Jim Henley gets to the root of it:
What all of us had in common is probably a simple recognition: War is a big deal. It isn’t normal. It’s not something to take up casually. Any war you can describe as “a war of choice” is a crime. War feeds on and feeds the negative passions. It is to be shunned where possible and regretted when not. Various hawks occasionally protested that “of course” they didn’t enjoy war, but they were almost always lying. Anyone who saw invading foreign lands and ruling other countries by force as extraordinary was forearmed against the lies and delusions of the time.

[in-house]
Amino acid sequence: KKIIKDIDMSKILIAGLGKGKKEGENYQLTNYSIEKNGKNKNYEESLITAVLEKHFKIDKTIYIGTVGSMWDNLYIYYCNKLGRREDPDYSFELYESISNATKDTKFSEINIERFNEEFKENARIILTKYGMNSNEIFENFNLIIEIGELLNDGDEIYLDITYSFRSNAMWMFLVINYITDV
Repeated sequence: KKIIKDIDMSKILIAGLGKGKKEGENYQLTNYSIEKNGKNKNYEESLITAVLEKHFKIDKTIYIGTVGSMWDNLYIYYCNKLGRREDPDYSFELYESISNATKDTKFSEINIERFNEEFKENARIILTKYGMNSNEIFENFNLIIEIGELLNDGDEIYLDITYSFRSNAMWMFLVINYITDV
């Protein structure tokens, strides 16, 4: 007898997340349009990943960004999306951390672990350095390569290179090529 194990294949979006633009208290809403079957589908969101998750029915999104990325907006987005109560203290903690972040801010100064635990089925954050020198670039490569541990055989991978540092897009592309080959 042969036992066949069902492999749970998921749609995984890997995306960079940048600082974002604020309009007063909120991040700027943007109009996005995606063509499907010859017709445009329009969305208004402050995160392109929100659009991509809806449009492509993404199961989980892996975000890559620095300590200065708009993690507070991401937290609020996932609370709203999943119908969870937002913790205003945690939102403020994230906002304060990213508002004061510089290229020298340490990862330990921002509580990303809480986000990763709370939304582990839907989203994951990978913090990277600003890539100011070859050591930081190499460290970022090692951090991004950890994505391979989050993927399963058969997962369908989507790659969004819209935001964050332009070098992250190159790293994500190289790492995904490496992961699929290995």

Hence the necessity for fabricating the WMD stories back in ’03. Absent those convinced by those, the basic split was never left/right but between people who thought that war should be a casual instrument of policy and those that thought a predisposition against war should be a basic rule in international politics, or who thought that it actually was one.
You can see the consequences of the former mode of thinking in Jonathan Powell’s bizarre comments about al Qaeda last week. For people like Powell, 9/11 was above all a policy opportunity, something meant to enable the reshaping of the Middle East. What al Qaeda actually did in New York mattered much less. That opportunity has been taken, so as for al Qaeda…kill, negotiate, whatever.